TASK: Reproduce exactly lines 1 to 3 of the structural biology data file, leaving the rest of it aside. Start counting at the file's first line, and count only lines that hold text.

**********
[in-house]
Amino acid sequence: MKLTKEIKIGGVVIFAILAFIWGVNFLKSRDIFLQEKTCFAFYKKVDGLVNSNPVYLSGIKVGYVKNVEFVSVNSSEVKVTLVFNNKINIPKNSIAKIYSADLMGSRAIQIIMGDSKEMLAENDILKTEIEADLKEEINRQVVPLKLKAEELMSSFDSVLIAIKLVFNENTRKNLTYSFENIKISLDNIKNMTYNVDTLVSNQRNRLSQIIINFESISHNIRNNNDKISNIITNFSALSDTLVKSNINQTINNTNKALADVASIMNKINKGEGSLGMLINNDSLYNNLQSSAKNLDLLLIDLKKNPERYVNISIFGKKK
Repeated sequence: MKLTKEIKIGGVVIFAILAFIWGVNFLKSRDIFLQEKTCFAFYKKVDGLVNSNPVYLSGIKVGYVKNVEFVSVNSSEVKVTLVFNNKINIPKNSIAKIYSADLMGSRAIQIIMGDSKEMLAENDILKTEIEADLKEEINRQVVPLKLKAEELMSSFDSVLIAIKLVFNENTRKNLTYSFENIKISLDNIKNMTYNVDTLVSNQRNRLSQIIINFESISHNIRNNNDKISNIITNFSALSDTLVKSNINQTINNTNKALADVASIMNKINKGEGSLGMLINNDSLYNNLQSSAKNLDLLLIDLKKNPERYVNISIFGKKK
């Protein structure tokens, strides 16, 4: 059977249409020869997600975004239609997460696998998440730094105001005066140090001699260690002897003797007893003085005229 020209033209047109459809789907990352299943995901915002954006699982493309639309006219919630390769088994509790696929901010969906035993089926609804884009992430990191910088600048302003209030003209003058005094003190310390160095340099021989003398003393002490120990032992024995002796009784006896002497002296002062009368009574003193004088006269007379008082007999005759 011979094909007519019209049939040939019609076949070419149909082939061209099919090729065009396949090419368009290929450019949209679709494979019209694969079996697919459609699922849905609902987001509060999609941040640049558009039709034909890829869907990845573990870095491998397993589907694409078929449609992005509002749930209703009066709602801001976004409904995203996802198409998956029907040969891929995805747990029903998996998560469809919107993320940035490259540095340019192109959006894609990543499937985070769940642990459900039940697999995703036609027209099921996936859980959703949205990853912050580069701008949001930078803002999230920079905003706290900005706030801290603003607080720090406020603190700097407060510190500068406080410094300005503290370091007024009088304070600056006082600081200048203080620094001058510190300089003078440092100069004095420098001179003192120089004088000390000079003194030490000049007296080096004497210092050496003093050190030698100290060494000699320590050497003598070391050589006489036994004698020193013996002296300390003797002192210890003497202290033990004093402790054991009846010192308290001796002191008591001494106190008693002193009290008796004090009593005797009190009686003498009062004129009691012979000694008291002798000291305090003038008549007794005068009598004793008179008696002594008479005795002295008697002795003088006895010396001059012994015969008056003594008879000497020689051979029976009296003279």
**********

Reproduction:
[in-house]
Amino acid sequence: MKLTKEIKIGGVVIFAILAFIWGVNFLKSRDIFLQEKTCFAFYKKVDGLVNSNPVYLSGIKVGYVKNVEFVSVNSSEVKVTLVFNNKINIPKNSIAKIYSADLMGSRAIQIIMGDSKEMLAENDILKTEIEADLKEEINRQVVPLKLKAEELMSSFDSVLIAIKLVFNENTRKNLTYSFENIKISLDNIKNMTYNVDTLVSNQRNRLSQIIINFESISHNIRNNNDKISNIITNFSALSDTLVKSNINQTINNTNKALADVASIMNKINKGEGSLGMLINNDSLYNNLQSSAKNLDLLLIDLKKNPERYVNISIFGKKK
Repeated sequence: MKLTKEIKIGGVVIFAILAFIWGVNFLKSRDIFLQEKTCFAFYKKVDGLVNSNPVYLSGIKVGYVKNVEFVSVNSSEVKVTLVFNNKINIPKNSIAKIYSADLMGSRAIQIIMGDSKEMLAENDILKTEIEADLKEEINRQVVPLKLKAEELMSSFDSVLIAIKLVFNENTRKNLTYSFENIKISLDNIKNMTYNVDTLVSNQRNRLSQIIINFESISHNIRNNNDKISNIITNFSALSDTLVKSNINQTINNTNKALADVASIMNKINKGEGSLGMLINNDSLYNNLQSSAKNLDLLLIDLKKNPERYVNISIFGKKK